Las Vegas Sands President and COO Rob Goldstein has warned that casino operations at the company’s Singapore resort, Marina Bay Sands, are far more likely to be impacted by social distancing measures than those in Macau once business starts returning to normal in the coming months.
LVS reported this week a 51.1% decline in net revenues through 31 March 2020, including a 65.1% drop in Macau, as a result of casino closures and travel restrictions from the COVID-19 pandemic.
Pressed on when and how the company’s lucrative Asian operations might enjoy a recovery during its 1Q20 earnings call on Thursday (Macau time), Goldstein expressed confidence in guests returning by June but noted space limitations could provide greater challenges in Singapore. MBS boasts around 570 tables and 2,400 slot machines versus 1,680 tables and 5,900 slot machines for Sands China in Macau.
“In Singapore, social distancing did have an impact [pre-closure], because we’re limited there in terms of size of the operation, and I think it will have an impact on Singapore in the future,” Goldstein said.
“The question is how long those social distancing measures stay in place and we just don’t know, but it will have an impact, negative in terms of Singapore.
“In Macau, I think we’re in a much different position because of the scale and size of operations. We have so much square footage there and so many more slots and tables that I think we can do much better business in Macau than in Singapore vis-à-vis social distancing.
“I think in Macau, once we’ve opened the doors back up and the 14-day quarantine [is no longer in place] and the IVS is back in place, we’ll be able to do quite well and the social distancing will have a minimal impact. Singapore could be adversely impacted by social distancing.”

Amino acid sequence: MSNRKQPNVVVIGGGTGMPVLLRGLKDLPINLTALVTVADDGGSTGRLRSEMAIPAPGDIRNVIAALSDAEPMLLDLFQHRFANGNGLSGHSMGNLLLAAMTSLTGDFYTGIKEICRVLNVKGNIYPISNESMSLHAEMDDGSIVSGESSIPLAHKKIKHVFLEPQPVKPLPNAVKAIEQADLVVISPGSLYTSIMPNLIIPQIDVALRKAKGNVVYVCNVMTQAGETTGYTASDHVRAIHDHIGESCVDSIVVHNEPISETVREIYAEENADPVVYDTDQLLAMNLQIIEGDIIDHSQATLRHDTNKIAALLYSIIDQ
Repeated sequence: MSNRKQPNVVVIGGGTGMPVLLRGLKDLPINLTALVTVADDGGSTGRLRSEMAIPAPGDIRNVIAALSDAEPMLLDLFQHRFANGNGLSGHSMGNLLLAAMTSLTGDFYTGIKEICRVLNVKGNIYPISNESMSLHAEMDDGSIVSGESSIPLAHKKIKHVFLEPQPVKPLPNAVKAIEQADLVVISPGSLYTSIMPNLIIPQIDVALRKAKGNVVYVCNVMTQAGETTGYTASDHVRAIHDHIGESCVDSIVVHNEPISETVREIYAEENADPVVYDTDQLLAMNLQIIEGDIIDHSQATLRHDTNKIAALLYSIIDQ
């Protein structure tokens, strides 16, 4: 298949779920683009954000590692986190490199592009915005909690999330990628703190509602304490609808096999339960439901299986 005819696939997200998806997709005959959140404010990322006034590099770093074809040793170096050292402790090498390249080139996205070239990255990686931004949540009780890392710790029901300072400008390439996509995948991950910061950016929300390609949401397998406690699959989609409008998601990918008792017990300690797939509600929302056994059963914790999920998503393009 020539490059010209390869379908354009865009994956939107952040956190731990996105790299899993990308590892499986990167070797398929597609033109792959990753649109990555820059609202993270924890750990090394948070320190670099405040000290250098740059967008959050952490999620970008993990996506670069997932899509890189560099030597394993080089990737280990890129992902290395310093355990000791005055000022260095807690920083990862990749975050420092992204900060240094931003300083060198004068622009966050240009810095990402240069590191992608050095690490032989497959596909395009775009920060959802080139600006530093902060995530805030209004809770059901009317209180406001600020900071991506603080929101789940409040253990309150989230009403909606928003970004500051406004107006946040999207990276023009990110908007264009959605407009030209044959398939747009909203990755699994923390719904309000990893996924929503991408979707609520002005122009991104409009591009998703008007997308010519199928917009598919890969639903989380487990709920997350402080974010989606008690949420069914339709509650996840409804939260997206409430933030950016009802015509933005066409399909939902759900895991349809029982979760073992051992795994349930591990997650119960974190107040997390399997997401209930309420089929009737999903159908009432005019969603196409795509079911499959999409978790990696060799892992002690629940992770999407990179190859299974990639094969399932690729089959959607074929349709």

Goldstein also noted that the company’s Asian operations appear to be in much better shape to enjoy a rapid recovery in the second half of the year than Las Vegas, with Macau Chief Executive Ho Iat Seng having confirmed this week that the government was in talks with Beijing and neighboring Guangdong Province over the potential easing of border restrictions in the coming weeks.
“We do believe there will be some opening in May perhaps, or June, although it won’t be a flick of the switch,” he said.
“It will be a gradual process and the one thing we’re grateful for is that the majority of our income is derived from Asia, which as you know has been through these situations in the past.
“They are more conversant with the problems and so we think the recovery back to gambling, back to visitation, will come rather quickly, albeit in gradual phases throughout the summer.
“We feel pretty confident we’ll be back to a much better place this summer and then a much better place in the fall, and we have seen evidence of pent up demand like crazy from our customers who are asking when and we talk to them pretty regularly.
“So we feel pretty good about the return of Macau first, far beyond what we’re going to see in the US.”